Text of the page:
Skylanders Imaginators Seemingly Puts Less Emphasis on Toys, More on Character Creation

Skylanders Imaginators Seemingly Puts Less Emphasis on Toys, More on Character Creation

The latest installment of the Skylanders series encourages you to make and customize your own hero.

As long as there's been video games, there have been hordes of imaginative players who've made their own characters for said games. Some of those characters are simple variations on old ideas ("This is Sonic the Hedgehog, but with speed holes all over his body!"), while others are highly complex, fully-formed ideas.

The next installment in the Skylanders game series, Skylanders Imaginators, is engineered to appeal to character creators of all stripes. The gimmick driving this 3D action game is customization -- specifically, the power to create your very own Skylander and play as them in the game.

According to a press release distributed by Activision earlier today, Imaginators lets players fiddle with their Skylander's "appearance, powers, abilities, names, catchphrases, musical themes, and much more." Kotaku's Mike Fahey, who previewed the game, says the customization system is quite detailed, even allowing for players to adjust the length of a particular character's ponytail.

The Skylanders games traditionally co-exist with toys, and Imaginators is no different. As cool as it'd be to physically assemble your own Skylander with LEGO-style bricks and beam them into the game, that'd be a bit complicated with today's tech (give it a few years). Instead, Imaginators' collection aspect revolves around "Creation Crystal" toys, which serve as an elemental base for your character. Flavors include Light, Dark, Air, Fire, Water, Life, Undead, Earth, Magic, and Tech.

But Skylanders fans probably aren't going to be satisfied with collecting Crystal-shaped toys, even though they do look pretty cool. In addition to Creation Crystals, players can also collect 31 "Sensei" character toys that teach fighting skills to the players' custom characters, as well as increase their level caps. Most of the Senseis are newcomers, though some reformed villains are taking up the teaching role.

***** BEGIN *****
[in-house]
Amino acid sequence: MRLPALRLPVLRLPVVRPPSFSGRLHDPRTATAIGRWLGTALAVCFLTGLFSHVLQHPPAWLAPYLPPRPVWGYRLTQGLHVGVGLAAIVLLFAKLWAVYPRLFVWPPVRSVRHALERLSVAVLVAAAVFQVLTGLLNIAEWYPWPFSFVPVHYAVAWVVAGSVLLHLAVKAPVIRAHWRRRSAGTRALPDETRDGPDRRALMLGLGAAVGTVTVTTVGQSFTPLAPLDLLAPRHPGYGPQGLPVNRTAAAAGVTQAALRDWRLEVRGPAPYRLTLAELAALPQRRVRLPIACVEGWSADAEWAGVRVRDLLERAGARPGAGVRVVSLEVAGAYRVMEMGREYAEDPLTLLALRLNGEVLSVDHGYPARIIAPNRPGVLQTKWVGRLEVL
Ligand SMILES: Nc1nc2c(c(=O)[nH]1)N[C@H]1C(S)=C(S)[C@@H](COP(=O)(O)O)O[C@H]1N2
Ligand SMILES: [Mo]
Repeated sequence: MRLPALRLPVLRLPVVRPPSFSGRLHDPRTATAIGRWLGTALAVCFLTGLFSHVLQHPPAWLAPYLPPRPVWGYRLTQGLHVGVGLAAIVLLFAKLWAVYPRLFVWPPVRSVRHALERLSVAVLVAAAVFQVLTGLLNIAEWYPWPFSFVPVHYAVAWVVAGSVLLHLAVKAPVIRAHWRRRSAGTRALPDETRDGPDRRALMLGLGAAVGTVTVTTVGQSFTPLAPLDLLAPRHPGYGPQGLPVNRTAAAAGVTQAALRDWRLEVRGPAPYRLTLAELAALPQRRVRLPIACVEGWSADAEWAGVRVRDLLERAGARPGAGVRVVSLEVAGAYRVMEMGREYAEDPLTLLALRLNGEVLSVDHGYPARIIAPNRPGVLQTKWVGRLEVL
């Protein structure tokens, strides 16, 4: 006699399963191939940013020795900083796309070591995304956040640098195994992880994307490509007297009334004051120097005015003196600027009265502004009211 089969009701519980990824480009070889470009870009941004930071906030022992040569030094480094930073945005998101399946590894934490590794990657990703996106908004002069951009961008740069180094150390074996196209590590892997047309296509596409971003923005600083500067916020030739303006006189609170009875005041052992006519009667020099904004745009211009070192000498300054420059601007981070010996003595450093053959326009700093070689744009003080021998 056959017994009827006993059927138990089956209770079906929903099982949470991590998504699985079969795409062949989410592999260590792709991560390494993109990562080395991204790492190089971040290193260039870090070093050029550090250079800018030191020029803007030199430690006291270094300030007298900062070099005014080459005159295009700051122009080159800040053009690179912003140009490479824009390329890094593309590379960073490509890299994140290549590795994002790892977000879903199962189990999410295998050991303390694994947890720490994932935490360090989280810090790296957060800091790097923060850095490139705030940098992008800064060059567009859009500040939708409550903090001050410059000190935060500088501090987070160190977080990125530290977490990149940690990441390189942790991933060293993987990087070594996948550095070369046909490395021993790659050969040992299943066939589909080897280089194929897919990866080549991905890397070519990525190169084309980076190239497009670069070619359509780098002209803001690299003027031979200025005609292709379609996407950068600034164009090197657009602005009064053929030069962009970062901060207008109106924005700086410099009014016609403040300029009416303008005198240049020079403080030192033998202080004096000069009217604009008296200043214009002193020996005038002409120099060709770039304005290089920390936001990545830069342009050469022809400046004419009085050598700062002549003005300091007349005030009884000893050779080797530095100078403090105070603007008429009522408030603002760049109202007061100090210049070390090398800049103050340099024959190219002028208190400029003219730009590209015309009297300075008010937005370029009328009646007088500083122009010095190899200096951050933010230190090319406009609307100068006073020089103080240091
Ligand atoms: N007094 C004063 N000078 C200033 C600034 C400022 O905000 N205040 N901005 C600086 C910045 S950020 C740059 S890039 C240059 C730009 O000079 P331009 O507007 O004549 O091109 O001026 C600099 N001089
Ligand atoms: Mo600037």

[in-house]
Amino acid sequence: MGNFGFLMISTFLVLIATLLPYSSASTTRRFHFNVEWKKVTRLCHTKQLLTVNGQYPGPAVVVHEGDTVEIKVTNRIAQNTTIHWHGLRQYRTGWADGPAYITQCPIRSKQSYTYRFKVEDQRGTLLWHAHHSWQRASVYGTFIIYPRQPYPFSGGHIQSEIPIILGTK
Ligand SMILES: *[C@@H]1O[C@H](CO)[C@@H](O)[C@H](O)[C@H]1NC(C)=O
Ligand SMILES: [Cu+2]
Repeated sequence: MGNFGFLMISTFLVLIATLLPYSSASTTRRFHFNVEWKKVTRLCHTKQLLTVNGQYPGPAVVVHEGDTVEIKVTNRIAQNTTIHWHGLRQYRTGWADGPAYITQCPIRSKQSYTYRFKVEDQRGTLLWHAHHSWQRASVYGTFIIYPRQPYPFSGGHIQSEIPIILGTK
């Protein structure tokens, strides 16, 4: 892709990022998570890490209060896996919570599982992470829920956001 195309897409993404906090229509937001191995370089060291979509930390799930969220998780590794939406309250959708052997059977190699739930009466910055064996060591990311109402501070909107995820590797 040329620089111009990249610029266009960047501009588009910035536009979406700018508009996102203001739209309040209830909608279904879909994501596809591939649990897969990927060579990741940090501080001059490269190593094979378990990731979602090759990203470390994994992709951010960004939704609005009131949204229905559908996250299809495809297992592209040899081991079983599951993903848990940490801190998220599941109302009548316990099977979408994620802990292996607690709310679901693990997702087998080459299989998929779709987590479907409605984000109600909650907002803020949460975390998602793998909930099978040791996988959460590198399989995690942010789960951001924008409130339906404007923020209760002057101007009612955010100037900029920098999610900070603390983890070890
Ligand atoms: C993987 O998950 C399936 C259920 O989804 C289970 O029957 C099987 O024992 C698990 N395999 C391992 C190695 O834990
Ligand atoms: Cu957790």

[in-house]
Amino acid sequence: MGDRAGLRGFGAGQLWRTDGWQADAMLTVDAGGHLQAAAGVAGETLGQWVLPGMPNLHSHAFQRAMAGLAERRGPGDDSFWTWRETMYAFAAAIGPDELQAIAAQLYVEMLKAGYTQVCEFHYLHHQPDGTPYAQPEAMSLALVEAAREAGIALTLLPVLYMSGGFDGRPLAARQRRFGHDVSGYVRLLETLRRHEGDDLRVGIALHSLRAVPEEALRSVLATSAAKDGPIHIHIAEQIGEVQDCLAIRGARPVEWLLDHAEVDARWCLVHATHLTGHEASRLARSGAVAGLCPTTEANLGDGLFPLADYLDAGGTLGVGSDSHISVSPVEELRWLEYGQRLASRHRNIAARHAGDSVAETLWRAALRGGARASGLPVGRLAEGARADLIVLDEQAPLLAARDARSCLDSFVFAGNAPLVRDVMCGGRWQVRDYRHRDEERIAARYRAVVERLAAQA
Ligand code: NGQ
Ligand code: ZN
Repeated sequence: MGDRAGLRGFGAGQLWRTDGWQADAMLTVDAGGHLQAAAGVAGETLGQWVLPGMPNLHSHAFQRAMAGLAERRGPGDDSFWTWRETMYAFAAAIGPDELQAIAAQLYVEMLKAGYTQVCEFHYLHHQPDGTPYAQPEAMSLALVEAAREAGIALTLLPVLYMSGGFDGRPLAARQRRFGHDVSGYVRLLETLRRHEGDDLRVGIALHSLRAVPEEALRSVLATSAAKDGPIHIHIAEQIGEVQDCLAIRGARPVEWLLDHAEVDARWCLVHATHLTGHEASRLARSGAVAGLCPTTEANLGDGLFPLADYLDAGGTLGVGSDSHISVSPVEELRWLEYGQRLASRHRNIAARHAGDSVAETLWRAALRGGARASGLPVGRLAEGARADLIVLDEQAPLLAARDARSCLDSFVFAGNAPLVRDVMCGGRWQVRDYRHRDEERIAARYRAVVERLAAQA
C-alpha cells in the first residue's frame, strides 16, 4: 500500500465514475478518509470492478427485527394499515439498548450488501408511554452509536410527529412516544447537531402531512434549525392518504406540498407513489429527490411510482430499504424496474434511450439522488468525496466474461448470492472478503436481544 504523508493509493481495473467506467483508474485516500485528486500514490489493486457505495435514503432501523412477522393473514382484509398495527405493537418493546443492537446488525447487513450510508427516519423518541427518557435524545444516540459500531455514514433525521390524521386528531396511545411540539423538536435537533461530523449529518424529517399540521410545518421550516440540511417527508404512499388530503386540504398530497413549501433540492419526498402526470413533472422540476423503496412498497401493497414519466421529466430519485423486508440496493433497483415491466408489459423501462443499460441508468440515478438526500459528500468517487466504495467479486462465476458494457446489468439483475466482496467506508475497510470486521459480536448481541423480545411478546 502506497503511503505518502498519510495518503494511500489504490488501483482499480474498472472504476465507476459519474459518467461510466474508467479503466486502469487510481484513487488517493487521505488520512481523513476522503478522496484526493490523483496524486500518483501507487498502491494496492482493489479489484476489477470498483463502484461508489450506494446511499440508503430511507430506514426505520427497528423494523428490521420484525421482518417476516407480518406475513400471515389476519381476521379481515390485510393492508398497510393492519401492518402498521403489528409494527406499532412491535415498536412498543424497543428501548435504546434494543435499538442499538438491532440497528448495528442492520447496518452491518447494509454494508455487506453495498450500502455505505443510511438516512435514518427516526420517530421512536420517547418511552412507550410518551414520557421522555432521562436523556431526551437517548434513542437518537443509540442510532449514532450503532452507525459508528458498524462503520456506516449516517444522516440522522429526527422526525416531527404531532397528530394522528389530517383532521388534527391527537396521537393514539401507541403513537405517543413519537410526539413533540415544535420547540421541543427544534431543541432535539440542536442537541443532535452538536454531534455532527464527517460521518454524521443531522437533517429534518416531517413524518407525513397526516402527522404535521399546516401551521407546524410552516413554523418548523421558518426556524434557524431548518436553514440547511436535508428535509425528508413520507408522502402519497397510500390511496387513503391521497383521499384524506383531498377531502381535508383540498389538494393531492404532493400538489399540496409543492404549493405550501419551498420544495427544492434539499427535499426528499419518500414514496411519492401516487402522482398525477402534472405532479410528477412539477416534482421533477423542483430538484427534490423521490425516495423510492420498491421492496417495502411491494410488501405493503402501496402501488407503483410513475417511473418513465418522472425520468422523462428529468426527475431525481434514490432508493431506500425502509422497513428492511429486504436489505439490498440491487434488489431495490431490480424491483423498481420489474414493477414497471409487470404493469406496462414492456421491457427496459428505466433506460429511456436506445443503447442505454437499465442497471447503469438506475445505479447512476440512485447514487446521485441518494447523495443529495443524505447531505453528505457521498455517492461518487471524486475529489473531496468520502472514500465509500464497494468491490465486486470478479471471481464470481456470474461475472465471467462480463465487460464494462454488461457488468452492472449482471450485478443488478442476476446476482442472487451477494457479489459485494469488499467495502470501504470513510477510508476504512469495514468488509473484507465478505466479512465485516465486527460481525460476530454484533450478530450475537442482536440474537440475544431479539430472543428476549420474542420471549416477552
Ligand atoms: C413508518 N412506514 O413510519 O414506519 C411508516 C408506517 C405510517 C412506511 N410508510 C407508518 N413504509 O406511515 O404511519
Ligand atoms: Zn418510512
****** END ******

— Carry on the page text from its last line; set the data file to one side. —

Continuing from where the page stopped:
Don't worry if your old Flashwing figurine is wasting away on your shelf, though. Like most Skylanders games, Imaginators is backwards compatible with previously-released toys.

The "Make your own Skylander!" direction Activision and Toys for Bob are taking with Imaginators may ultimately wind up saving the franchise. The emphasis here is on character customization, not toys. It almost feels like a compliment to Super Mario Maker. Instead of telling kids to build their own game levels, though, they're inviting kids to make their own heroes. That's pretty cool, especially if the level of character customization is as nuanced as Fahey believes it might be.

But as Disney's recent exit of the toys-to-life industry indicates, hawking plastic monsters to kids isn't as easy as it used to be. Buyer fatigue is a problem, as is the simple fact kids are growing up and out of Skylanders.

Imaginators' toys focus around its "Sensai" characters. And there's nothing a blade-wielding owl can't teach you.

That might be why Imaginators focuses more around building a character in-game than bringing them to life through an outside influence. People of all ages love making their own heroes, and assembling your own avatar admittedly sounds cooler to a self-conscious twelve-year-old who doesn't want to be scorned for playing with a bunch of "toys."

What's more, if the toys-to-life bubble does actually pop, games like Imaginators will have already helped cut the cord between the Skylanders series and its toys. After Guitar Hero, Activision probably learned a few things about the problems that come with chaining games to plastic accessories.

Look for Skylanders Imaginators on October 16 for the Xbox 360, Xbox One, PlayStation 3, PlayStation 4, and Wii U.

We're at E3 next week, covering the year's biggest gaming event. Be sure to check out all our coverage on our E3 2016 hub!

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Nadia Oxford

Staff Writer

Nadia has been writing about games for so long, only the wind and the rain (or the digital facsimiles thereof) remember her true name. She's written for Nerve, About.com, Gamepro, IGN, 1UP, PlayStation Official Magazine, and other sites and magazines that sling words about video games. She co-hosts the Axe of the Blood God podcast, where she mostly screams about Dragon Quest.

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